Fred Saberhagen – Empire of the East Trilogy

“I think so.” He would rather not try to fight his way up this narrow path, against unknown odds. “I’ll walk a step behindyou, as your aide.” The men above could not be certain of Chup’s and Charmian’s current power and status, not even if they knew she was a prisoner last night. So things went in the intrigue-ridden courts of the East.

Charmian ran combing fingers through her hair, put on a smile, and took the lead. With Chup following impassively they marched another half-turn up the chimney, which brought them into plain view of the pathway’s narrow exit at the top, and of the men who guarded it. These were looking down with, to say the least, considerable suspicion. There were eight or ten of the Guard in view, and Chup noted with inward discouragement that they included pikemen and archers.

Anger in her voice, Charmian called up: “You there, officer! Why do you stare in insolence? Bring cool water to me! We have slipped and fallen and nearly killed ourselves upon your miserable path!” There must be an explanation of her soiled garments, and of Chup’s anger marked upon her cheek and lip.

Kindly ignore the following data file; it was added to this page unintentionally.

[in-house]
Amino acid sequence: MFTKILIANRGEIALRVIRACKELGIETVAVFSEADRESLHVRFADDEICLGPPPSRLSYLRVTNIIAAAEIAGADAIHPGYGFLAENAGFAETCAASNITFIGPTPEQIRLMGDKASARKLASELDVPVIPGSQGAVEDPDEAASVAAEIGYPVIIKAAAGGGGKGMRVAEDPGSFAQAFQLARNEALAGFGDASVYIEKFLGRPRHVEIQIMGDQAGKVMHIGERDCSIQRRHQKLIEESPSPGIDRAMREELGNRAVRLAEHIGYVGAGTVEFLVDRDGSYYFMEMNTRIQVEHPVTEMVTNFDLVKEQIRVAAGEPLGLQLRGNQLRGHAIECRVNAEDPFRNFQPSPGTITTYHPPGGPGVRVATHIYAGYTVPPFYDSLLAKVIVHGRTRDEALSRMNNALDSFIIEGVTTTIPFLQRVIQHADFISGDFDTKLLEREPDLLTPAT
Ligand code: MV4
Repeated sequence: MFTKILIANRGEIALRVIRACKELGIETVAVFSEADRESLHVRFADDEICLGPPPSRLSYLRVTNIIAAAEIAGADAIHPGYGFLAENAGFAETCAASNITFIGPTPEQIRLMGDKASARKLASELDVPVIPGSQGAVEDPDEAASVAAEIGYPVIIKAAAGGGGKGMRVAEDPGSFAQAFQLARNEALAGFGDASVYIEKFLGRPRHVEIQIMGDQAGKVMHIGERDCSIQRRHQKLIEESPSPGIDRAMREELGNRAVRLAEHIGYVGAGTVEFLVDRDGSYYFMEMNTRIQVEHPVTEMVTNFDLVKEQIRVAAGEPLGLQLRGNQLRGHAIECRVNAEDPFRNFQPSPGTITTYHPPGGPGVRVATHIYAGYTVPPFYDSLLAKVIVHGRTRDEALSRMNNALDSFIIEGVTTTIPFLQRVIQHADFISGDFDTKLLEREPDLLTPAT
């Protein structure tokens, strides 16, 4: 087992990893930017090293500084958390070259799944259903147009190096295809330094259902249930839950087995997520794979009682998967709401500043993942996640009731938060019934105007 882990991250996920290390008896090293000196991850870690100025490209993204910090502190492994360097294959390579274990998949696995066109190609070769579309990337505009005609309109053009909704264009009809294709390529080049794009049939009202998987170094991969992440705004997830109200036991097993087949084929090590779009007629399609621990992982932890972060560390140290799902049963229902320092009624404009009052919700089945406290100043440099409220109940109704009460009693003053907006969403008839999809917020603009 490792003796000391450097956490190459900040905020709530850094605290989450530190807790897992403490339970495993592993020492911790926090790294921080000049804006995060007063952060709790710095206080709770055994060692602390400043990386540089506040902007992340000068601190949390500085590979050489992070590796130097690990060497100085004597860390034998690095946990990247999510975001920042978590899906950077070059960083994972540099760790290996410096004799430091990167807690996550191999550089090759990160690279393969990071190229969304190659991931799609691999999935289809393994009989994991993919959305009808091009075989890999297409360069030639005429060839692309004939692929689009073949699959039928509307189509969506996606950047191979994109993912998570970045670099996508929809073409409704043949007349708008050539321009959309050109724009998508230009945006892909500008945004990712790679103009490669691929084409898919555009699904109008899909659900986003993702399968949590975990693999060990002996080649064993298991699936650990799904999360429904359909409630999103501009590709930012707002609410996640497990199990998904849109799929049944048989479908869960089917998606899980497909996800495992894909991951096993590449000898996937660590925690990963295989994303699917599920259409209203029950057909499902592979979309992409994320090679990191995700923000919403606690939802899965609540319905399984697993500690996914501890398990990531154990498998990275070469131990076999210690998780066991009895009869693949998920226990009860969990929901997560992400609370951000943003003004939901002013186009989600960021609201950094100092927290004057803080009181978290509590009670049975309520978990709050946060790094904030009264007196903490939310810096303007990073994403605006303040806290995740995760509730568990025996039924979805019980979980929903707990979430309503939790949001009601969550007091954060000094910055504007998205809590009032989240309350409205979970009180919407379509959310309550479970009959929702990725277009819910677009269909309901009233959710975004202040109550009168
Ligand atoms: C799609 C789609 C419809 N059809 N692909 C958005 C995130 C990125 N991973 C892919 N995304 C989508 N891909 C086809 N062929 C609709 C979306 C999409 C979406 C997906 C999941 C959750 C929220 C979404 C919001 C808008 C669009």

The faces of the soldiers turned from hard suspicion to noncommittal blankness. On Chup’s breast the chain that Som had given him still swung, massive and golden, and he made sure it could be seen, at the same time he favored the officer with his best haughty and impatient stare.

The Guards officer-a lieutenant -softened considerably from his first hard pose. He could not keep his new perplexity from showing. “My lady Charmian. I had heard that you -” He shifted his stance. “That is, you or no one else is to be allowed to pass this way, according to the orders I have been given.”

“The lady wanted a good look at the fighting,” Chup said, guiding her forward with a touch. From the way some of the soldiers kept glancing over their shoulders he guessed that the action was in plain sight from where they stood.

The lieutenant protested. “Lord, why did you not watch from the battlement instead?” But he made no attempt to block their way. Instead he turned to one of his men, ordering: “Here, find some water for the lady.”